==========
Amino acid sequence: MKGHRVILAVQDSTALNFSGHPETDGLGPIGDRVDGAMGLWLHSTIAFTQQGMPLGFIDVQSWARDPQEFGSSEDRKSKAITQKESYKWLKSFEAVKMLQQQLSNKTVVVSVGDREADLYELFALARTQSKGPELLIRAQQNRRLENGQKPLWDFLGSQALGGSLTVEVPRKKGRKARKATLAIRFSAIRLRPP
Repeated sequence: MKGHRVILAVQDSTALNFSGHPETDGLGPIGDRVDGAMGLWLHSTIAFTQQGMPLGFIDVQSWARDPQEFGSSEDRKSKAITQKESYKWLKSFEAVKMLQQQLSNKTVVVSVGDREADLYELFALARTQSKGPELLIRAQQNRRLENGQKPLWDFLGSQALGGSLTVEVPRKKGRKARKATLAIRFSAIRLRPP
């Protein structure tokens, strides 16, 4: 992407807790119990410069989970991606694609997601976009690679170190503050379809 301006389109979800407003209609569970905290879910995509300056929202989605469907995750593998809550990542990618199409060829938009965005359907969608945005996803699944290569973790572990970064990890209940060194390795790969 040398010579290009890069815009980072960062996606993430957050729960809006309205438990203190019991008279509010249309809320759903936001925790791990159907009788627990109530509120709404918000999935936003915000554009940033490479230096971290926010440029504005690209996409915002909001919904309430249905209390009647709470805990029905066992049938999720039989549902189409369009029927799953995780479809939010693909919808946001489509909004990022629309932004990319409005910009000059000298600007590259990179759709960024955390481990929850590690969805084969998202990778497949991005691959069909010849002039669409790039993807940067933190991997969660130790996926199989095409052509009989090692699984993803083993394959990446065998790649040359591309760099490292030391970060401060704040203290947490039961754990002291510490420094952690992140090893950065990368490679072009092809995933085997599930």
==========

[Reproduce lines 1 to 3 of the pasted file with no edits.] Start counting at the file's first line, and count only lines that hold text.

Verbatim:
Amino acid sequence: MKGHRVILAVQDSTALNFSGHPETDGLGPIGDRVDGAMGLWLHSTIAFTQQGMPLGFIDVQSWARDPQEFGSSEDRKSKAITQKESYKWLKSFEAVKMLQQQLSNKTVVVSVGDREADLYELFALARTQSKGPELLIRAQQNRRLENGQKPLWDFLGSQALGGSLTVEVPRKKGRKARKATLAIRFSAIRLRPP
Repeated sequence: MKGHRVILAVQDSTALNFSGHPETDGLGPIGDRVDGAMGLWLHSTIAFTQQGMPLGFIDVQSWARDPQEFGSSEDRKSKAITQKESYKWLKSFEAVKMLQQQLSNKTVVVSVGDREADLYELFALARTQSKGPELLIRAQQNRRLENGQKPLWDFLGSQALGGSLTVEVPRKKGRKARKATLAIRFSAIRLRPP
């Protein structure tokens, strides 16, 4: 992407807790119990410069989970991606694609997601976009690679170190503050379809 301006389109979800407003209609569970905290879910995509300056929202989605469907995750593998809550990542990618199409060829938009965005359907969608945005996803699944290569973790572990970064990890209940060194390795790969 040398010579290009890069815009980072960062996606993430957050729960809006309205438990203190019991008279509010249309809320759903936001925790791990159907009788627990109530509120709404918000999935936003915000554009940033490479230096971290926010440029504005690209996409915002909001919904309430249905209390009647709470805990029905066992049938999720039989549902189409369009029927799953995780479809939010693909919808946001489509909004990022629309932004990319409005910009000059000298600007590259990179759709960024955390481990929850590690969805084969998202990778497949991005691959069909010849002039669409790039993807940067933190991997969660130790996926199989095409052509009989090692699984993803083993394959990446065998790649040359591309760099490292030391970060401060704040203290947490039961754990002291510490420094952690992140090893950065990368490679072009092809995933085997599930």